YEAGER - Retired Air Force Brig. Gen. Charles “Chuck” Yeager, the World War II fighter pilot ace and quintessential test pilot who showed he had the “right stuff” when in 1947 he became the first person to fly faster than sound, died Monday. He was 97.
On Oct. 14, 1947, Yeager, then a 24-year-old captain, pushed an orange, bullet-shaped Bell X-1 rocket plane past 660 mph to break the sound barrier, at the time a daunting aviation milestone. Sixty-five years later to the minute, on Oct. 14, 2012, Yeager commemorated the feat, flying in the back seat of an F-15 Eagle as it broke the sound barrier at more than 30,000 feet (9,144 meters) above California’s Mojave Desert.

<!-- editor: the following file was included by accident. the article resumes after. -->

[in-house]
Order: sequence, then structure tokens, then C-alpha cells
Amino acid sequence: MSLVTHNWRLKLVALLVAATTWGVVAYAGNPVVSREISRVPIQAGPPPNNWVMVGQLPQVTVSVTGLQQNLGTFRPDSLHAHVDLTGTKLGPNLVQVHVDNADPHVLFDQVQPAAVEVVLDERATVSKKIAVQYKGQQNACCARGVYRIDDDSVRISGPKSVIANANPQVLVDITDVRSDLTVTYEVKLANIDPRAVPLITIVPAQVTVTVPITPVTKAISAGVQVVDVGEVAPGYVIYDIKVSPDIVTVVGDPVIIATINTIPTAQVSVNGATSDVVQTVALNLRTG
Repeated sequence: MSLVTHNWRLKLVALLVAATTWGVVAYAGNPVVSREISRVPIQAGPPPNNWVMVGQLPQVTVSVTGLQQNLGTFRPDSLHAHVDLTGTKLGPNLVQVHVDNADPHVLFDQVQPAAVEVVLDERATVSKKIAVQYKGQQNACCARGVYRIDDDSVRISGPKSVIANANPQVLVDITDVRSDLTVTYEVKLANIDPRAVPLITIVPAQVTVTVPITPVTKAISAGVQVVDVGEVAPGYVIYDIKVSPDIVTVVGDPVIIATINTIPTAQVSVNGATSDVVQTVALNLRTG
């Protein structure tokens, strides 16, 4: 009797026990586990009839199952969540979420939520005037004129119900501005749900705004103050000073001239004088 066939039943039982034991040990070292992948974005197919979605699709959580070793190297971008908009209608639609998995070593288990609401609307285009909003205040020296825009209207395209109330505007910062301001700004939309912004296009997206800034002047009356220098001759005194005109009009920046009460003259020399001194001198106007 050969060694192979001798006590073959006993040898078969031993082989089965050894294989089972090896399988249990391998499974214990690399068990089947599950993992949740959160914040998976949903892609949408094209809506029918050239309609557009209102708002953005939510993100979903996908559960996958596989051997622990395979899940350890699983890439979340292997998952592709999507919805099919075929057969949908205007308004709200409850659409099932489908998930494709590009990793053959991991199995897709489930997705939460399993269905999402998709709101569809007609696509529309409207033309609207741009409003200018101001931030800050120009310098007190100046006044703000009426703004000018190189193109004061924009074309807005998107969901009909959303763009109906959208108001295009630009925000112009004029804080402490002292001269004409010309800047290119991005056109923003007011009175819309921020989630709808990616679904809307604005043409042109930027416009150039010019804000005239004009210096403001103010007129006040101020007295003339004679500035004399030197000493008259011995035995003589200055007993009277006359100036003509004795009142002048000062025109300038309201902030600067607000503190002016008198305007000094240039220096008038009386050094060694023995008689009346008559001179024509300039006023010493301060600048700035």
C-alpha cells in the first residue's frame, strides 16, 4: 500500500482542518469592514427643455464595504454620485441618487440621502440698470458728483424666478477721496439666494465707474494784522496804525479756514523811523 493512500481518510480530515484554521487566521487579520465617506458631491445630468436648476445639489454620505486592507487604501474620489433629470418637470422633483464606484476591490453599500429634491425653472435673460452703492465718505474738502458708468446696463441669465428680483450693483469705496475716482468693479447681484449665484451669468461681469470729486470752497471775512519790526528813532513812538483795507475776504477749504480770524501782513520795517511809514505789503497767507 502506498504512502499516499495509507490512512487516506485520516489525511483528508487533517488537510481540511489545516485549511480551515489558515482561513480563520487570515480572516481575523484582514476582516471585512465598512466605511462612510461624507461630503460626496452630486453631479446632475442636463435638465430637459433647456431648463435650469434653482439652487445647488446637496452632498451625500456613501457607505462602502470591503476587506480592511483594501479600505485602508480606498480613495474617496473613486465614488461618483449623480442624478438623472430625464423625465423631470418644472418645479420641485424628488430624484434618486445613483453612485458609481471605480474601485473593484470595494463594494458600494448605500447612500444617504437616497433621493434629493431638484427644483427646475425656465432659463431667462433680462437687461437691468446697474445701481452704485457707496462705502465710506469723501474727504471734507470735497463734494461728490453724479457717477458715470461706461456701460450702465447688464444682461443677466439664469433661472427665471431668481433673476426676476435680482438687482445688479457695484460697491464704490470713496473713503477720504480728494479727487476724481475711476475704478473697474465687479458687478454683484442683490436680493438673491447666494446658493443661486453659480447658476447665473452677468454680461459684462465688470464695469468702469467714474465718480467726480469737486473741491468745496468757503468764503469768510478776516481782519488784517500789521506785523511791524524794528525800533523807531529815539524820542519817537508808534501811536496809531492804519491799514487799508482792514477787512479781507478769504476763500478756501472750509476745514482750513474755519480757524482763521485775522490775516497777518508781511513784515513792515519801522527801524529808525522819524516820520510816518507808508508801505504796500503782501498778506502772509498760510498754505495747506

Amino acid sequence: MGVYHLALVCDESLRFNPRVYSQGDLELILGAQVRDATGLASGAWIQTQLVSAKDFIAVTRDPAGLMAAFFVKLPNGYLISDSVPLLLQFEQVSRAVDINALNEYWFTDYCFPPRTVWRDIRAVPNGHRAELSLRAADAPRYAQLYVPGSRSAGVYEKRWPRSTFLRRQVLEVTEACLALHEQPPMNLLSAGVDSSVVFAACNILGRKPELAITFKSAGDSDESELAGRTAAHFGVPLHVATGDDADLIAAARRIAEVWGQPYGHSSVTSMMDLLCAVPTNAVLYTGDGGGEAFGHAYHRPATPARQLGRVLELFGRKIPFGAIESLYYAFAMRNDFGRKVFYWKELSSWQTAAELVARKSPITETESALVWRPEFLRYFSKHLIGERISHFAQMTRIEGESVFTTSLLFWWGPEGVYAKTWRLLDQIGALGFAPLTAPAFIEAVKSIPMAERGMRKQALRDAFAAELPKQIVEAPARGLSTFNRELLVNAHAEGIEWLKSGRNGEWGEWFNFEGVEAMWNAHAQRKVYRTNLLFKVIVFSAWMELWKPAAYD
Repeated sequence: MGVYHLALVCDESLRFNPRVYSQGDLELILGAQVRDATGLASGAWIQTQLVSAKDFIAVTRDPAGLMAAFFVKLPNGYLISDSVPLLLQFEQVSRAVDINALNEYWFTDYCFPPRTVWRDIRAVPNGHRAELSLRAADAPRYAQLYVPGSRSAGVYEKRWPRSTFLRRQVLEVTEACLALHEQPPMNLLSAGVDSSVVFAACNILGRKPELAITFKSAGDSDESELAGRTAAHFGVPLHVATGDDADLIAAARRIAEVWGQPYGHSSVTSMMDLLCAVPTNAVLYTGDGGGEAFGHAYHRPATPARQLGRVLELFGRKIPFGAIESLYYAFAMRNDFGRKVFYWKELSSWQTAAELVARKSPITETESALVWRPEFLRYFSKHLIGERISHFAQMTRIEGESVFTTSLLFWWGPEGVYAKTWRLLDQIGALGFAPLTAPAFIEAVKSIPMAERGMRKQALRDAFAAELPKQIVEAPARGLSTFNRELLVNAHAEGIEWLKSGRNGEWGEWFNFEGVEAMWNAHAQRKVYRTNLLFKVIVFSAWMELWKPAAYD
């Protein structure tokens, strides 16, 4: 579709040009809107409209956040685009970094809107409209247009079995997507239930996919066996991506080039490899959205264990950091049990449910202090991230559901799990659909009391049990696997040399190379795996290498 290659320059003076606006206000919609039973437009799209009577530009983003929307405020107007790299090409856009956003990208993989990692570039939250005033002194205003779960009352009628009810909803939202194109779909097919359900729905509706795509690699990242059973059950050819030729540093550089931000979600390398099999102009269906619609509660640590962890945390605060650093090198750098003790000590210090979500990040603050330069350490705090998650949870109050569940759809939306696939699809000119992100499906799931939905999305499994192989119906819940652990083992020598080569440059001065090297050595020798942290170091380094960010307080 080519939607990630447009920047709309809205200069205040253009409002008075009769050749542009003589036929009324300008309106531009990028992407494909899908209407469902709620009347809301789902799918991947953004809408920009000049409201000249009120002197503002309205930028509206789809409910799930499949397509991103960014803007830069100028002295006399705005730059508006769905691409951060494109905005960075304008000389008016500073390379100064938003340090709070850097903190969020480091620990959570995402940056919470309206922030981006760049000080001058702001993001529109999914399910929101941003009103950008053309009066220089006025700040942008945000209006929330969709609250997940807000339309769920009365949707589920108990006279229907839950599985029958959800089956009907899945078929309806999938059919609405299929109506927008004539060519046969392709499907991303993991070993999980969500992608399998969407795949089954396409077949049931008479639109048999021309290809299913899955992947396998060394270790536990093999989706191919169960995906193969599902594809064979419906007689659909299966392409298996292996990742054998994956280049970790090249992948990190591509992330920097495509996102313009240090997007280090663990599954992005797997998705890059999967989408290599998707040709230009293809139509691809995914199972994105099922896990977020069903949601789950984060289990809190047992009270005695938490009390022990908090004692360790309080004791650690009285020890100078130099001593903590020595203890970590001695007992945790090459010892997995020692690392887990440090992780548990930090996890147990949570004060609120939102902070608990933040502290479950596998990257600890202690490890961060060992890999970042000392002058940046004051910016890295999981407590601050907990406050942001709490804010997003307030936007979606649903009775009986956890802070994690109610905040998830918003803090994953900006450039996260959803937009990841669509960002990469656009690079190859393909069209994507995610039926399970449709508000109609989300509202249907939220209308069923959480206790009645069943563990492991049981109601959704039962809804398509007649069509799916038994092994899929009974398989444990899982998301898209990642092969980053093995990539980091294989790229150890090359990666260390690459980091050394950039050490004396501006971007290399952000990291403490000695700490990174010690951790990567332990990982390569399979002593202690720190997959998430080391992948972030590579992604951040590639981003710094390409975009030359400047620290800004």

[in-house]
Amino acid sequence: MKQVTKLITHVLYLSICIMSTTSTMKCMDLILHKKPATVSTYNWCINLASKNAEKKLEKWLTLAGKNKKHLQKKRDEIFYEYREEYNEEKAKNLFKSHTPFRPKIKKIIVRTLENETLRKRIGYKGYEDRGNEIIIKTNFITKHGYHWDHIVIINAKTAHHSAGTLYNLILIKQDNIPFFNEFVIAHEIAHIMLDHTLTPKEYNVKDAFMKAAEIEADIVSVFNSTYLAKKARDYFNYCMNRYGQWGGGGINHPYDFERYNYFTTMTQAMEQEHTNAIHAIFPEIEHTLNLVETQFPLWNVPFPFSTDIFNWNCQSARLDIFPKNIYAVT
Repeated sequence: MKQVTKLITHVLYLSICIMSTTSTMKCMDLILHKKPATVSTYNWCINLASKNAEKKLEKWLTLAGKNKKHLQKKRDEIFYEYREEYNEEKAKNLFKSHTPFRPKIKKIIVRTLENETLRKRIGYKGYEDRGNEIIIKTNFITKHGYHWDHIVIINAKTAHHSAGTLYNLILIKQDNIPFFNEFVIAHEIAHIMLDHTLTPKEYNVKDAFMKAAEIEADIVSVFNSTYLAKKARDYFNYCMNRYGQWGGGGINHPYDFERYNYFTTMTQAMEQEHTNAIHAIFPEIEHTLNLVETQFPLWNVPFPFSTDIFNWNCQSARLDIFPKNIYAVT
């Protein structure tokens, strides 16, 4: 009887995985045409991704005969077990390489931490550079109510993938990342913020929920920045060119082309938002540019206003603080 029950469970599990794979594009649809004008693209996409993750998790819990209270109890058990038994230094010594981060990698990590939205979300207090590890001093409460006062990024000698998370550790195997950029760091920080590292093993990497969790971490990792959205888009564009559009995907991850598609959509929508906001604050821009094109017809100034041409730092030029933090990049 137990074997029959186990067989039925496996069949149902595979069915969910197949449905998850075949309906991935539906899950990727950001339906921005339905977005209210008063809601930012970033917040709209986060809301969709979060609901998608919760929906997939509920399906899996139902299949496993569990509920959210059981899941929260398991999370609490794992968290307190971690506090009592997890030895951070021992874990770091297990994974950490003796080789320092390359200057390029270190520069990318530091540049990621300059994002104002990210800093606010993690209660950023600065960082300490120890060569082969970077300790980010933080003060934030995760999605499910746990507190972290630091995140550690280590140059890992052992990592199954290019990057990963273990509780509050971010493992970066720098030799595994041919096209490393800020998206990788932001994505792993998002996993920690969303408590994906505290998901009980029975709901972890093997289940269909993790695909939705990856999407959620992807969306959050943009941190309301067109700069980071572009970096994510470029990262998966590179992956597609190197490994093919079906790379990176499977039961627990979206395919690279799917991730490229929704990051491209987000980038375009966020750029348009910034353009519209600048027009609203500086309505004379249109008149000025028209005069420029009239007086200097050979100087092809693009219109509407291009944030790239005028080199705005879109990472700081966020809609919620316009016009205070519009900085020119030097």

On the anniversary in 2020, Yeager tweeted "Oct 14, 1947: B-2 dropped me in a stall. I ignited all 4 engines. I radioed: There's something wrong w/ this MACHmeter, it's gone off the scales. It only went to MACH 1: don't think they had much confidence in us :-) They heard the boom on the ground. We had broken the sound barrier."
His exploits were told in Tom Wolfe’s book “The Right Stuff,” and the 1983 film it inspired.